China has launched the world’s first suspended magnetic levitation line, built with permanent magnets that can keep a “sky train” afloat forever without power supply, the South China Morning Post reports.
The 800-meter experimental Red Railway in South China’s Xingguo County, Jiangxi Province, uses powerful magnets, rich in rare earth elements, to produce a constant propulsion force strong enough to lift a train with 88 passengers into the air, according to a report by state-run China Central Television.
Unlike most existing magnetic levitation lines, the suspended rail operates about 10 metres above the ground. There is no physical contact with the rail as the train moves underneath it at a speed of 80 km/h. One arm of the train surrounds the rail and the permanent magnets on both the arm and the rail repel each other, suspending the train.
According to Interesting Engineering magazine, the train could be ideal for cities with high levels of noise pollution. The train can be seen as accident-proof because the permanent magnetic field can absorb most of the shocks that would damage other trains.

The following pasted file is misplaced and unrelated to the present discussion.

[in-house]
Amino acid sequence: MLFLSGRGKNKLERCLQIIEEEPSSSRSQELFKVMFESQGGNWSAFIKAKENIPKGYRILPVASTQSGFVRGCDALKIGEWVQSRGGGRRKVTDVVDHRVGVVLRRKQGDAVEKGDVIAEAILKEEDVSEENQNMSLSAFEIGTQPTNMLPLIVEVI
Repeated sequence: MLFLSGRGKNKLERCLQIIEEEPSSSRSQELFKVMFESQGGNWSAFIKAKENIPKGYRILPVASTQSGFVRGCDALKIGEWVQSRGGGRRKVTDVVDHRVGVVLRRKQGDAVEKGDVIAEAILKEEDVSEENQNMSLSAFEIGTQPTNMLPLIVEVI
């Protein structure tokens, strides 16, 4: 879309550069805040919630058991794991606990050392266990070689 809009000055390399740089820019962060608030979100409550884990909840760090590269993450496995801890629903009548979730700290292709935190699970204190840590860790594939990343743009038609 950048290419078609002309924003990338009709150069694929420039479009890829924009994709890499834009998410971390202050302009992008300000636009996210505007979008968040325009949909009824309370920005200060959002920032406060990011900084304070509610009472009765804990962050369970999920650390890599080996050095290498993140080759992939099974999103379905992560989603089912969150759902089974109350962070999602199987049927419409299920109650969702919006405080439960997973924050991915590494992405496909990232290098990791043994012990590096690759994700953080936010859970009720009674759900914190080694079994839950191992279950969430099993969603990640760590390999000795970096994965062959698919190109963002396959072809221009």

With free-floating and friction-less conditions, only a small amount of electricity is needed to drive the train, according to researchers at Jiangxi University of Science and Technology. The new maglev technology generated little electromagnetic radiation, and its construction cost was about one-tenth the cost of building a subway, they said.
Local transportation authorities said that after some tests, the line would be upgraded to 7.5 km and its maximum operating speed would reach 120 km/h. Many Chinese cities are building or planning magnetic levitation lines. Some trains can go as fast as 600 km/h.
But most of these projects are with electricity, which not only increases energy consumption, but also generates a strong electromagnetic field that can affect the environment and the health of people living nearby. Normal magnets with opposite poles can repel each other, but their magnetic power decreases over time.
Adding rare earth elements to a magnet significantly increases its lifetime. Neodymium, for example, can reduce the loss of magnetism to less than 5 percent in a century. Therefore, magnets with rare earth elements are known as permanent magnets.
With its dominance in the supply of rare earths, China controls more than 80 percent of the world’s permanent magnet production capacity, according to an estimate by industry experts.
China has long planned to build magnetic levitation lines using permanent magnets. Suspended magnetic levitation technology has many challenges, such as maintaining train stability in a floating state without a motor.
The maximum speed of most domestic subway lines is generally capped at 80 km/h, but a permanent magnetic levitation train, powered entirely by Artificial Intelligence, could reach a speed 50% higher.